Despite Receding Inflation, Election Spending May Compel MPC to Hold Interest Rate


By Obinna Chima    

Despite the drop in inflation to 12.48 per cent in March to below the Central Bank of Nigeria’s benchmark Monetary Policy Rate (MPR) of 14 per cent, members of the Monetary Policy Committee (MPC), slated to commence their two-day meeting in Abuja today, may be reluctant to ease monetary policies due to concerns over the likely impact of 2019 election spending on the economy.

The committee members would also take into consideration the move by the federal government to raise the minimum wage of civil servants in the country and the attendant effects on inflation.

The MPC has consistently held that inflation was above MPR as one of the reasons for its restrictive monetary policy stance.

But with political parties expected to kick off their campaigns in earnest by the second half of this year, spending by politicians is certain to have an impact on the economy.

MPC members, said analysts, would also factor the impact of increased money supply on the foreign exchange market.

This, they said, was expected to weigh on the minds of MPC members as they meet today and tomorrow, saying it was unlikely that the CBN would change its tight monetary stance until inflation begins to move into single-digit territory.

At its last meeting in April, the MPC had maintained the MPR at 14 per cent with the asymmetric corridor at +200 and -500 basis points around the MPR and retained the Cash Reserve Requirement (CRR) and Liquidity Ratio (LR) at 22.5 per cent and 30 per cent respectively.

Another factor likely to come up for discussion at the MPC meeting includes the Purchasing Managers’ Index (PMI), which last month showed an expansion, just as increased capital inflows and favourable developments in the crude oil market continued to have a positive impact on the economy.

Oil prices hit $80 per barrel last week – their highest since June 2014 – against the backdrop of America’s exit from the Iran nuclear deal, falling oil inventories, and the impact of OPEC’s production cut deal.

Notwithstanding the positives of higher oil prices on Nigeria’s foreign reserves and current account balance, they also come with the attendant risk of ballooning petrol subsidies.

As the MPC commences its meeting, the NBS is also due to release first quarter GDP numbers, which analysts forecast would show continued expansion.

Regardless of the positive momentum, analysts at Cowry Asset Management Limited, anticipate “a retention of the policy rates”, saying that moderation of the MPR would not commence as inflation rate remains above the single-digit target of the CBN.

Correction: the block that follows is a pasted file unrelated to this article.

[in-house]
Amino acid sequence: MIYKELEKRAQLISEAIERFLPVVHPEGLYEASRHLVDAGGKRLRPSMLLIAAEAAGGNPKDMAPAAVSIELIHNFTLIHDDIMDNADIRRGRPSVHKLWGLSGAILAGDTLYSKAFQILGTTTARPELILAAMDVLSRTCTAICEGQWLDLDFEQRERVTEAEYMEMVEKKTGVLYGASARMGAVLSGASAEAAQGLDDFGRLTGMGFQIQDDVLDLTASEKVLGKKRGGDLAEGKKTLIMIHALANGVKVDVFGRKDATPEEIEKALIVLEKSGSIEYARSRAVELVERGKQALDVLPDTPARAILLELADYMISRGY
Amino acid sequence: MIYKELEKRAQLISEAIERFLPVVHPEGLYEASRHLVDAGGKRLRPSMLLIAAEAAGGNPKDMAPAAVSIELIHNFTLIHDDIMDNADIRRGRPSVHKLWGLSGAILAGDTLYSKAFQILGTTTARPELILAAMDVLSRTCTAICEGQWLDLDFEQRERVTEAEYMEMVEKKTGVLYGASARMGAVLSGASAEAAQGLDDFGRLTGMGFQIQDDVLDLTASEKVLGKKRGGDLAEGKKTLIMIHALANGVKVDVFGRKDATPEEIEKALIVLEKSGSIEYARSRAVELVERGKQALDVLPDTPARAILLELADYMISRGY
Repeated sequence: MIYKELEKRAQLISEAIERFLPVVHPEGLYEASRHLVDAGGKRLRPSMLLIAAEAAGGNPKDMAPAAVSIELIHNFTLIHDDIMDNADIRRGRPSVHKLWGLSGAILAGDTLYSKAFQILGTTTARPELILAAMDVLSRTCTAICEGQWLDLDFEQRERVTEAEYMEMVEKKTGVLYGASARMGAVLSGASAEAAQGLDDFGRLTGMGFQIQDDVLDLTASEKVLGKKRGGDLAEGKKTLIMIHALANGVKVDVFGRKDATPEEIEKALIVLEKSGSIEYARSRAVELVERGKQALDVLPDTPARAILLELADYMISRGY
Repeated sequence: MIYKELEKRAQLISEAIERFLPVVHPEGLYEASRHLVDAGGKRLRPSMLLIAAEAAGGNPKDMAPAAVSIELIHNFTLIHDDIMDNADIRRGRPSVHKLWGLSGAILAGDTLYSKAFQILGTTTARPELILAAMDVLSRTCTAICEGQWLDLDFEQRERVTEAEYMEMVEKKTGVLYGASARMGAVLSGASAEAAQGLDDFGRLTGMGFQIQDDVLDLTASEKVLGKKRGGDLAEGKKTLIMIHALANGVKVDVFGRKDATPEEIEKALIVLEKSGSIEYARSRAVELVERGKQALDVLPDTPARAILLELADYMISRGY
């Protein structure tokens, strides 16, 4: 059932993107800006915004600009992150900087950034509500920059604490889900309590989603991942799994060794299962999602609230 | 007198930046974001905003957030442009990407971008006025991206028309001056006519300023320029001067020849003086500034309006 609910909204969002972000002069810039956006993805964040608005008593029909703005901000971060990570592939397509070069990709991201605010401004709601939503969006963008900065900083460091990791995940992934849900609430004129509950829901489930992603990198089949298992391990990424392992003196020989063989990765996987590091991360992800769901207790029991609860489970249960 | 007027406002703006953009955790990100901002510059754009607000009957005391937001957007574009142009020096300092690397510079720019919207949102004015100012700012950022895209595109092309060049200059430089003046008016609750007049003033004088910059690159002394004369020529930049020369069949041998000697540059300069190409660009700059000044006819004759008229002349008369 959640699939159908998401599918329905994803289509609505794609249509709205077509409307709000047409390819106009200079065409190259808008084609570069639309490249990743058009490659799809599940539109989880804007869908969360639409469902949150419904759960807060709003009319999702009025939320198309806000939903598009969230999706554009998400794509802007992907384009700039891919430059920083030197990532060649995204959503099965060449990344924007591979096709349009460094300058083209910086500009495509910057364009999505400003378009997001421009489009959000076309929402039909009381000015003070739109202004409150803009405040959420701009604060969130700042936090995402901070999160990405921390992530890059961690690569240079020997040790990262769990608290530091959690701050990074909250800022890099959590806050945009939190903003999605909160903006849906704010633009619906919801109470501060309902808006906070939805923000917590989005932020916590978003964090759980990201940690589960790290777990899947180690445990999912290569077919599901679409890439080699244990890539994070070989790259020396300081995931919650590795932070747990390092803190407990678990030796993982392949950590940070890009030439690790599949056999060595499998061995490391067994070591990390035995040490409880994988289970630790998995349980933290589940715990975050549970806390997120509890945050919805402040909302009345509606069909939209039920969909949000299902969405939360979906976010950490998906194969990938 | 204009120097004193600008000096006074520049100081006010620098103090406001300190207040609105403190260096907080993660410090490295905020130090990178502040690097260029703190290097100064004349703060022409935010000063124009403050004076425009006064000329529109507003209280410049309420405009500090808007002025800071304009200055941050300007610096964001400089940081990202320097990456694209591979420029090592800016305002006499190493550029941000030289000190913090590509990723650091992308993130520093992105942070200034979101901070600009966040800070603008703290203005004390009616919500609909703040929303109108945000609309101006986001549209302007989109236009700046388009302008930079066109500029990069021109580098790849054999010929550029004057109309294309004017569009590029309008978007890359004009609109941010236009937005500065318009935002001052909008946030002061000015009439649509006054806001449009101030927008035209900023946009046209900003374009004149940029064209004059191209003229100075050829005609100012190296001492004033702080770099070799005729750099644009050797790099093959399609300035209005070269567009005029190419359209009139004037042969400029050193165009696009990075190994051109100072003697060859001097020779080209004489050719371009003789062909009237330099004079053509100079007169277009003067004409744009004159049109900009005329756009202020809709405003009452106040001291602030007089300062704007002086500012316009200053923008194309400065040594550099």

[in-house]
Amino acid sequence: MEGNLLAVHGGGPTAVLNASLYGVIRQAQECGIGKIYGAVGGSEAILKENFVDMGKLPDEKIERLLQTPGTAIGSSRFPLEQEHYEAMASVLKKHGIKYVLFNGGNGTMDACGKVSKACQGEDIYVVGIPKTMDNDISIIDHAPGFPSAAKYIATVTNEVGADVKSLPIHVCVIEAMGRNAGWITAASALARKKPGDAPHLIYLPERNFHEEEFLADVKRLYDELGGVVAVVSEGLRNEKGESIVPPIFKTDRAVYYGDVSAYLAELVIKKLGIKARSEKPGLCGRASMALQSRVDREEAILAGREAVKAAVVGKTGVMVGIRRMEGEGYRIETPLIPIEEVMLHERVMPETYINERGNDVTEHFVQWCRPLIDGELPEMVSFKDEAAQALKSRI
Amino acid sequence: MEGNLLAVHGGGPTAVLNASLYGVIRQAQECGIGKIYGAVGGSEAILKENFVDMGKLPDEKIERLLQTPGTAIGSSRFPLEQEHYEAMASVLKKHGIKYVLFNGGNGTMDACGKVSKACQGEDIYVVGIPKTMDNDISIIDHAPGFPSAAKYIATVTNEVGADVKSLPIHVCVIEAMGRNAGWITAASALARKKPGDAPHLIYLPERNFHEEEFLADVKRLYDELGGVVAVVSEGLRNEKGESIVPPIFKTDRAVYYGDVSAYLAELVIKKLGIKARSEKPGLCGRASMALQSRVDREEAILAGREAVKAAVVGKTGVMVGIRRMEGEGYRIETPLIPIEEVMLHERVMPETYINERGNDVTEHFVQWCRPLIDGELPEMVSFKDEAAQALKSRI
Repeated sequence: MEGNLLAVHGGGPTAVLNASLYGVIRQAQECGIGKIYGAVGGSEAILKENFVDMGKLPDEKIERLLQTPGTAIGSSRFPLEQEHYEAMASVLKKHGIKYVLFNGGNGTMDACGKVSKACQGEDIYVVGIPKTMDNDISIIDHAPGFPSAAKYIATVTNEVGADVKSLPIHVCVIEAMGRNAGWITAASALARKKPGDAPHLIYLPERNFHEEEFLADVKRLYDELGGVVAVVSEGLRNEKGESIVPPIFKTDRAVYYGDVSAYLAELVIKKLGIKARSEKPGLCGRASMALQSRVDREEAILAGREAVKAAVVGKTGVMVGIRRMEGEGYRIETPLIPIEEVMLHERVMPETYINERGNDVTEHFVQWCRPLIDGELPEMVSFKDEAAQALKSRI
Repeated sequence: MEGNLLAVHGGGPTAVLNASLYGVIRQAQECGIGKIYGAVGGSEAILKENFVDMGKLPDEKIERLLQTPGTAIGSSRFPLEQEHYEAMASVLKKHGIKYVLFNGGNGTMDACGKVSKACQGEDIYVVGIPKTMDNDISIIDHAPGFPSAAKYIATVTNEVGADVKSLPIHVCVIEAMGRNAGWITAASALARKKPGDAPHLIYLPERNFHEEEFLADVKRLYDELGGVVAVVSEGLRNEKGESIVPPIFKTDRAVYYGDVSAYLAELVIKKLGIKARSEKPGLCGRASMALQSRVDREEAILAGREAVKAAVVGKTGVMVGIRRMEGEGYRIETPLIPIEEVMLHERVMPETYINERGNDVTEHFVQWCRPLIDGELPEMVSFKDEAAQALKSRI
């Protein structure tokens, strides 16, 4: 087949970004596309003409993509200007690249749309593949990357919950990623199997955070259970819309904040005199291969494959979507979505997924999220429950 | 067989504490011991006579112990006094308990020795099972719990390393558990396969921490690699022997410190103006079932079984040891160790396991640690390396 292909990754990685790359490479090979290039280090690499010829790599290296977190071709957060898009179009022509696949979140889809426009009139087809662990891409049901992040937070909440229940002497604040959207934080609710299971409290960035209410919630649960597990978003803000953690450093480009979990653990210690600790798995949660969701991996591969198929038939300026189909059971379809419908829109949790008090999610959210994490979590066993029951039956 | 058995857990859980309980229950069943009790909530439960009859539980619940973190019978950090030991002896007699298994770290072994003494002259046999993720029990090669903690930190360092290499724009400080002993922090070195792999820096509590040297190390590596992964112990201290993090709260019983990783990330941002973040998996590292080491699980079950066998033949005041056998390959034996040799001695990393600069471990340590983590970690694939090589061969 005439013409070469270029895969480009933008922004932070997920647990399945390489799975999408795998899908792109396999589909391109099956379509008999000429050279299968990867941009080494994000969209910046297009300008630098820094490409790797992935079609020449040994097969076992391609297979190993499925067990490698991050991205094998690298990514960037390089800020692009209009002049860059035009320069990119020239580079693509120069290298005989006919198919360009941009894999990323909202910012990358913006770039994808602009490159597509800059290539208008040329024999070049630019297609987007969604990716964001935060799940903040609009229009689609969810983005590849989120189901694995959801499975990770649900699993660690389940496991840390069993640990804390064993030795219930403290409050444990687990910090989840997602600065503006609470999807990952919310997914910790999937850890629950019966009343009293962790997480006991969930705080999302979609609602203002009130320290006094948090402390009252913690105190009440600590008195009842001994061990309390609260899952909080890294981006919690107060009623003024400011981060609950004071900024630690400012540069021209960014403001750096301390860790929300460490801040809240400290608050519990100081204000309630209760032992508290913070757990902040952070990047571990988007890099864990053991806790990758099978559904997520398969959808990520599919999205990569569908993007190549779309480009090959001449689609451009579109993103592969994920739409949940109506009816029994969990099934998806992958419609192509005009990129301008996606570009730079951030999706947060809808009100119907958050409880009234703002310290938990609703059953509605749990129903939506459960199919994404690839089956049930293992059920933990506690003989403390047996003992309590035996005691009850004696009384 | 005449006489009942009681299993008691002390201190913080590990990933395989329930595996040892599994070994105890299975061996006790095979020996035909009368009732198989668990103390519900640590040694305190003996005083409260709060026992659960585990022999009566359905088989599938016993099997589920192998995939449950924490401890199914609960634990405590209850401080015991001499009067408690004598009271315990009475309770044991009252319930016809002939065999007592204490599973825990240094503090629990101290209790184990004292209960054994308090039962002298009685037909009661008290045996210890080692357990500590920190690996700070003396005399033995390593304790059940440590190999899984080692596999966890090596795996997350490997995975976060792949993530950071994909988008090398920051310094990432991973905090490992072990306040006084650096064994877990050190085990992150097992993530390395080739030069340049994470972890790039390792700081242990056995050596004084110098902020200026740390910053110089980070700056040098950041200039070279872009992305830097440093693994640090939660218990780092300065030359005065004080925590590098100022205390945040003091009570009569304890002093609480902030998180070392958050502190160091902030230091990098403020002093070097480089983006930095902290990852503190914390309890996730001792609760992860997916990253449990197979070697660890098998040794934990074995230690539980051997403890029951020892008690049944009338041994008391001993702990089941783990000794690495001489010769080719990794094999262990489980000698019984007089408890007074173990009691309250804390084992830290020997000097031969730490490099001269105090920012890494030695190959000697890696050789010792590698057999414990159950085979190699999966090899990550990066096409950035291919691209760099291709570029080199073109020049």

“This is also informed by the probable increase in both fiscal and political spending activities, among other things.”

Financial Derivatives Company Limited, in a note at the weekend, said major considerations at the meeting would include the sustained decline in inflation as well as the anticipated positive, but weak GDP growth data.

“More importantly is the anticipated inflation trajectory especially when budget funds are disbursed and the minimum wage review kicks in.

“These factors will increase the level of money supply in the system and exacerbate inflationary and forex demand pressures.

“Also, the confluence of the Ramadan fast and planting season would lead to an accentuation in inflationary pressures.

“This will have an upside effect on food prices. Nonetheless, the recent interventions of the government in the agricultural sector should increase output and dampen the adverse effect,” FDC stated.

FSDH Merchant Bank Limited, however, was of the view that the recent developments in the economy and the short-term outlook of the economy favours monetary policy easing, stressing that it would be necessary to stimulate economic growth and credit creation.

“We believe this easing may come in the form of an adjustment to the MPR or an adjustment to the CRR.

“FSDH Research considers the Nigerian economy has recorded a reasonable level of price stability that should encourage the MPC to now concentrate on growth in the economy.

“We also note that certain lending rates in the economy are predicated on the MPR. Therefore, to boost credit creation and stimulate economic growth, monetary policy easing would be appropriate,” FSDH added.

In contrast, Afrinvest Securities Limited expects the committee to maintain status quo on all policy rates.

“We expect the emphasis to be placed on the need to withstand a possible pass-through inflation from rising global inflation as well as protecting the economy and financial markets against rising downside risk of capital flow reversals.

“We believe the odds of the MPC slashing the MPR in the same period it is aggressively sterilizing liquidity is slim; hence we expect the CBN to maintain the status quo on all rates.

“Regardless, as we have argued in previous notes, an MPR cut (either at next week’s sitting or subsequent ones) will have little impact on fixed income yields as the CBN has already set in motion the easing cycle by deliberately guiding market rates downwards in the last three quarters, in addition to the knock-on effects of the FGN fiscal strategy to reduce domestic debt issuance,” Afrinvest noted.